A recent scientific study regarding how memories are formed, was carried out, in which Scientist told two short stories to some volunteers who were then told to remember as many details as possible. Immediately afterward, they were asked to describe what happened in the story.Then they were given a 10-minute delay that consisted either of wakeful resting or playing a spot-the-difference game on the computer.During the wakeful resting portion, participants were asked to just rest quietly with their eyes closed in a darkened room for 10 minutes while the experimenter left the room. They discovered that the volunteers who had a wakeful resting period were better able to recall the information than those who played the computer game, afterwards.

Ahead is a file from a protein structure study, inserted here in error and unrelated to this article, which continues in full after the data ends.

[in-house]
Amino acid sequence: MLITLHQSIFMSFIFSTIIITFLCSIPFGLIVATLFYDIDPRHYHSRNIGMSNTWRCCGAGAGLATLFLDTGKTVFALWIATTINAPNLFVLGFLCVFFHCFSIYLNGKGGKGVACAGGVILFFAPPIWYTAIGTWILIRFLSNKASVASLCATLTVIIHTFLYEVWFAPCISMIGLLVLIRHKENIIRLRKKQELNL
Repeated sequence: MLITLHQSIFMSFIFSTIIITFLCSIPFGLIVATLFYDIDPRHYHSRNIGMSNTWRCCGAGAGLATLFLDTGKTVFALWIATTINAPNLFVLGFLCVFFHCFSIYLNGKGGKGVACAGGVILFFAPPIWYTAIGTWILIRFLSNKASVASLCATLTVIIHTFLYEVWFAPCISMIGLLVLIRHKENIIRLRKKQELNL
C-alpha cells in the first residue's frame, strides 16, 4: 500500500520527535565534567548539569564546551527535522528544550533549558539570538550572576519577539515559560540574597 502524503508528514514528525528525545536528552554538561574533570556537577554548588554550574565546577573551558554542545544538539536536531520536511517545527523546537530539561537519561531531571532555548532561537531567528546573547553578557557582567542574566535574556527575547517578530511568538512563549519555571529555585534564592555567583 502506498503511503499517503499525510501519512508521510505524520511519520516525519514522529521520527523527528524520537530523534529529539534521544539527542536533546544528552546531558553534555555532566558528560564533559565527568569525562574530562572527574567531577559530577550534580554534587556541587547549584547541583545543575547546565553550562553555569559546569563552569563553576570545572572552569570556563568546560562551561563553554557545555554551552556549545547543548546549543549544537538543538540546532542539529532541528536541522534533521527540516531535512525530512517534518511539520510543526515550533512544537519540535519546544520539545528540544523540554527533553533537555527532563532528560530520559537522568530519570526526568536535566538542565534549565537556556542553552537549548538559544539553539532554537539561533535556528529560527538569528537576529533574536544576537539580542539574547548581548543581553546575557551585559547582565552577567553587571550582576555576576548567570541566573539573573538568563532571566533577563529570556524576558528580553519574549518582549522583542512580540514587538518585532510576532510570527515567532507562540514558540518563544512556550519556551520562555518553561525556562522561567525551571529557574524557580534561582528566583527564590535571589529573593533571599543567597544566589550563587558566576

Which suggests that instead of concentrating hard immediately afterwards or using fiddly ‘memory tricks’ such as associating new information with colours or objects, Simply taking a few minutes of ‘wakeful resting’ allows the information to sink in properly and that the key to remembering important facts is shutting out the world for a few minutes. They discovered that It works best with verbal information rather than numbers, which led them to the conclusion that memories are not formed as fast as people think, and having a short rest and blocking out external distractions gives the information time to be absorbed properly by the brain.
The research also demonstrates that activities that we are engaged in shortly after learning new information really affect how well we remember it and that there is growing evidence to suggest that the point at which we experience new information is ‘just at a very early stage of memory formation and that further neural processes have to occur after this stage for us to be able to remember this information at a later point in time.’ which is why you remember things better when you shut out all distractions upon learning some new piece of information.